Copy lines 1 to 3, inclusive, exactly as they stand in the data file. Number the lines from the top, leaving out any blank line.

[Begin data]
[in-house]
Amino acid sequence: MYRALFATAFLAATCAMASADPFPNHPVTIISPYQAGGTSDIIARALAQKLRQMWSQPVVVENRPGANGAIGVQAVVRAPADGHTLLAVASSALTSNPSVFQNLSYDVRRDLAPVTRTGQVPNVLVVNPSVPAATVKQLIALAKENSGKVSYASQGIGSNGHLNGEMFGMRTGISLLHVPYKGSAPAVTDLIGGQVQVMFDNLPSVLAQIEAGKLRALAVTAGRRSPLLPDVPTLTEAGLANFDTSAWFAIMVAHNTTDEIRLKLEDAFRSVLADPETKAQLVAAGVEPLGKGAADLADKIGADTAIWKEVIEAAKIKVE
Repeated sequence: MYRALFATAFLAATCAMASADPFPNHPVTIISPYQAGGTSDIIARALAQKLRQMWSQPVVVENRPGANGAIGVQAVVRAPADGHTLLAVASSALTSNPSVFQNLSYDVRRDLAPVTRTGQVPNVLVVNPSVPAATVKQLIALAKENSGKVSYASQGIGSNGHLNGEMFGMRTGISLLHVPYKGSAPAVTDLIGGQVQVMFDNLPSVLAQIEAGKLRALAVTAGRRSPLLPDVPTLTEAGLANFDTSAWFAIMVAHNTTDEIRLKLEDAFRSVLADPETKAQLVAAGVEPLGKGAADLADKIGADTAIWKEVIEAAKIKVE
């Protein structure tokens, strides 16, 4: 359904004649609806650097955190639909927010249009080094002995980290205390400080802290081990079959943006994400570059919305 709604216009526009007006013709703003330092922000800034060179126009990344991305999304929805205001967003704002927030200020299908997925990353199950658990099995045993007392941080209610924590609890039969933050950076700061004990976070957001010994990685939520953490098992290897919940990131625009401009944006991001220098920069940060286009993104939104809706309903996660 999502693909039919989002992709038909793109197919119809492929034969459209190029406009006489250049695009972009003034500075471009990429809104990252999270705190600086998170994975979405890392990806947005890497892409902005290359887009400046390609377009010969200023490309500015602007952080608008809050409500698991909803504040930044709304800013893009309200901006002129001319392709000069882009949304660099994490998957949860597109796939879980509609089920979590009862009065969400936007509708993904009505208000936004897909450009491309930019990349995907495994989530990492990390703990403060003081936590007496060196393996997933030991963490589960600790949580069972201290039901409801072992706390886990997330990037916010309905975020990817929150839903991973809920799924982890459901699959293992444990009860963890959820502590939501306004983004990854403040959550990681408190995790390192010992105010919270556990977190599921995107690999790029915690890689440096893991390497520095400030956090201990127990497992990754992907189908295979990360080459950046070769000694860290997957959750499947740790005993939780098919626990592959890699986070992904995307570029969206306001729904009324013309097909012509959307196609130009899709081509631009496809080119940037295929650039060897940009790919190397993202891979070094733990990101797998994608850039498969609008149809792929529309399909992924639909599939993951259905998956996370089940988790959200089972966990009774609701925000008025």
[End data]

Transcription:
[in-house]
Amino acid sequence: MYRALFATAFLAATCAMASADPFPNHPVTIISPYQAGGTSDIIARALAQKLRQMWSQPVVVENRPGANGAIGVQAVVRAPADGHTLLAVASSALTSNPSVFQNLSYDVRRDLAPVTRTGQVPNVLVVNPSVPAATVKQLIALAKENSGKVSYASQGIGSNGHLNGEMFGMRTGISLLHVPYKGSAPAVTDLIGGQVQVMFDNLPSVLAQIEAGKLRALAVTAGRRSPLLPDVPTLTEAGLANFDTSAWFAIMVAHNTTDEIRLKLEDAFRSVLADPETKAQLVAAGVEPLGKGAADLADKIGADTAIWKEVIEAAKIKVE
Repeated sequence: MYRALFATAFLAATCAMASADPFPNHPVTIISPYQAGGTSDIIARALAQKLRQMWSQPVVVENRPGANGAIGVQAVVRAPADGHTLLAVASSALTSNPSVFQNLSYDVRRDLAPVTRTGQVPNVLVVNPSVPAATVKQLIALAKENSGKVSYASQGIGSNGHLNGEMFGMRTGISLLHVPYKGSAPAVTDLIGGQVQVMFDNLPSVLAQIEAGKLRALAVTAGRRSPLLPDVPTLTEAGLANFDTSAWFAIMVAHNTTDEIRLKLEDAFRSVLADPETKAQLVAAGVEPLGKGAADLADKIGADTAIWKEVIEAAKIKVE